It turns out the only thing harder than not having money is having it.
We've watched friends overcompensate when their budget goes from meager to manageable. That lovely line between "need" and "want" becomes very wavy and unclear. And before they know it, they're in over their head, definitely writing cheques their bank can't cash. Evey city we've been in, there has been at least one couple in the same situation.
Lovely people, but we don't want to be them.
Now that Scott is in secure employment, and I'm off the introductory probation at my job, we're feeling much more financially stable. But money mismanagement is kind of like quick sand -- you think it's just a shirt. And then it's a couple of containers for organizing the bathroom cupboard. And then it's just a pizza for supper. And before you know it, your money is slipping out of your hand as soon as it comes in.
And yes, that may be a snippit from my brain's impulse purchase sector. No, no I didn't buy any of it.
But the impulse was there, and it was strong. So we developed a budget. A thorough budget. Exact timelines for building a down payment. Estimated moving expenses. Accounting for annual incremental raises for me, as outlined by our collective agreement. Filling in rough numbers for vacations, renovation, kids, retirement savings.
And it was great! The main problem? The budget wasn't with us at the store. We keep a rough mental tally, but sometimes a one doesn't get carried, or we remember where we're at with groceries from two weeks ago, but not last week. I knew we had to get a little tighter grasp if we're going to get that down payment as soon as possible.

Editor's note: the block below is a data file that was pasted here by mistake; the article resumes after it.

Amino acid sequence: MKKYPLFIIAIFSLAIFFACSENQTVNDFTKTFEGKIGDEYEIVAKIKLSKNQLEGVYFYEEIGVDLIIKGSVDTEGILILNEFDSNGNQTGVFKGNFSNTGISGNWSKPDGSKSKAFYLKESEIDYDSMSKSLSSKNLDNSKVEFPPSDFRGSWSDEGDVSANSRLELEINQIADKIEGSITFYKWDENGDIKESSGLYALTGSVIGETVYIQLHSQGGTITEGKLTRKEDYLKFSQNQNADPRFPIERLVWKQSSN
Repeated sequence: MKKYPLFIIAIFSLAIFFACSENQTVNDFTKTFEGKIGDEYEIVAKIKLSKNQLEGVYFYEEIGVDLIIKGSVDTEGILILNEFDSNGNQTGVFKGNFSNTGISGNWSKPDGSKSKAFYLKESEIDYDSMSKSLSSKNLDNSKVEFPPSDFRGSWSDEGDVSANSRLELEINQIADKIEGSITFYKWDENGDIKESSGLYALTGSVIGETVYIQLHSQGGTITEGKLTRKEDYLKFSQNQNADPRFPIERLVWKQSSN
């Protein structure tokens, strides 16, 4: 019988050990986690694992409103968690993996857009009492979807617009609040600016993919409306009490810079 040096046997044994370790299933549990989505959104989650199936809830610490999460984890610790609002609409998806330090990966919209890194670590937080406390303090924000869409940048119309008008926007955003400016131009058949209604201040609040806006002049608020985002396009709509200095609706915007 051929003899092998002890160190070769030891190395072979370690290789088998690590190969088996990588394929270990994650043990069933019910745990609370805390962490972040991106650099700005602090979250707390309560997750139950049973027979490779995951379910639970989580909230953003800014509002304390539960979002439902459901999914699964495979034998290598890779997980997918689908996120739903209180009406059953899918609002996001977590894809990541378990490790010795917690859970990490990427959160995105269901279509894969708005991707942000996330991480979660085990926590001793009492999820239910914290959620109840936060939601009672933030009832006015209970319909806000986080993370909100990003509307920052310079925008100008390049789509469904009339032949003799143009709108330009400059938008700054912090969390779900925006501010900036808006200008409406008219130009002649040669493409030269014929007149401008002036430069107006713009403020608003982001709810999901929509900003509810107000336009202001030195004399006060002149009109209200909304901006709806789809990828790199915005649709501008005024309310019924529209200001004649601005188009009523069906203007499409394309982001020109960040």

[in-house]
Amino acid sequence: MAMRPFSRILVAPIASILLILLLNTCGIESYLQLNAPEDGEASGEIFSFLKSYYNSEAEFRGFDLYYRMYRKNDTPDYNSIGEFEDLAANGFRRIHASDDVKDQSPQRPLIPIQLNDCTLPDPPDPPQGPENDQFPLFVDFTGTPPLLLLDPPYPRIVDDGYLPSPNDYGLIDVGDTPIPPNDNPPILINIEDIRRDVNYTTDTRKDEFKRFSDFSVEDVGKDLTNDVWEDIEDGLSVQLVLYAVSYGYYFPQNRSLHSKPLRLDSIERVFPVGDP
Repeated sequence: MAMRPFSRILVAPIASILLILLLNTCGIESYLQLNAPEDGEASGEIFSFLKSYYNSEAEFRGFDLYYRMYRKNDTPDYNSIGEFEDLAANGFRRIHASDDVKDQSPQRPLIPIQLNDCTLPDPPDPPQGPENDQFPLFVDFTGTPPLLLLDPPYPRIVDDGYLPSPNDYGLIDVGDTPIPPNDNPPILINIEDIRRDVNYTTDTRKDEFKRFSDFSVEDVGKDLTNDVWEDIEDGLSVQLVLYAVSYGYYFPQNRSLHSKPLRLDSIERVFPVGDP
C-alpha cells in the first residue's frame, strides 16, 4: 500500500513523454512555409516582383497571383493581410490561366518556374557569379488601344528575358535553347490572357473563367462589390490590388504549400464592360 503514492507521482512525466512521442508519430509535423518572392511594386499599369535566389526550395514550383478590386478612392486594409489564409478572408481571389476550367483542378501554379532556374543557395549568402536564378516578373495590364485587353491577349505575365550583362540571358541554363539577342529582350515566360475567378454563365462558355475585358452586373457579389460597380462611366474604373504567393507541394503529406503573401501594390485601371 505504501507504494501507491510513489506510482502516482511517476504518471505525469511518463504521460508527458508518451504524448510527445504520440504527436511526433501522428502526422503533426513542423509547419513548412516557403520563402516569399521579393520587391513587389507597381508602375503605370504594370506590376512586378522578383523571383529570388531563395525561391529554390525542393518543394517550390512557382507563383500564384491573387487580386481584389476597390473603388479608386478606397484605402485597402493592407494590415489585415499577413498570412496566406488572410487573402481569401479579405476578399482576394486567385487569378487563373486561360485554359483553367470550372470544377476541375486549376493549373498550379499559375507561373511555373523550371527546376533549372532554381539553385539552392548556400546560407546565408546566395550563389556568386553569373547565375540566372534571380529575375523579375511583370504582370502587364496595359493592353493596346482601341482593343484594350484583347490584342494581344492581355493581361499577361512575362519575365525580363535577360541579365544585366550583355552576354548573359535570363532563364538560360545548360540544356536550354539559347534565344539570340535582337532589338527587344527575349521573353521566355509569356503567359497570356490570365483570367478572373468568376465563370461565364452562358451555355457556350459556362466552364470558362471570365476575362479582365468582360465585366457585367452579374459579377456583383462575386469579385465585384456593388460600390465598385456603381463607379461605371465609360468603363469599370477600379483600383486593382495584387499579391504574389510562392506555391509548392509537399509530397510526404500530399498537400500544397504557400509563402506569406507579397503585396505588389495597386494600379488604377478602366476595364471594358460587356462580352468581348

I was going to go pen to paper, but couldn't find a template, nor design my own, that worked well enough. And the "budget binder" would always be at home, to catalogue our purchases AFTER they were made. Good for building guilt, not great for building habits.
Of course, there's an app for that. I took a good portion of Sunday reading reviews, testing out free trials, and generally research what could link up a Mac, an iPhone and an Android, so we would have NO excuse for not always being on top of that budget.
No, we know exactly where we're at every day as we contemplate that cup of coffee. We can decide if we want to do that home organization project this week, or hold off until next week when our budget cycle starts over with the start of the new month. And we can keep tabs on each other by knowing the minute someone makes a purchase.
Ok, maybe that's not a perk we may like, but the ability to manage accounts comes from... accountability!!
ETA: Lots of people emailing saying I forgot to include the name of the app we're using. I purposely left the app name out, as it's a rather expensive app which we wouldn't have even thought about purchasing without the iTunes gift card we found in our couch cushion (budgeting tip: always check the couch cushions), and while I do love the product, I didn't want to provide free advertising. What can I say? I'm a capitalist! That being said, anyone wanting to know what app it is, I will gladly tell you! Just shoot me an email at firstname.lastname@example.org!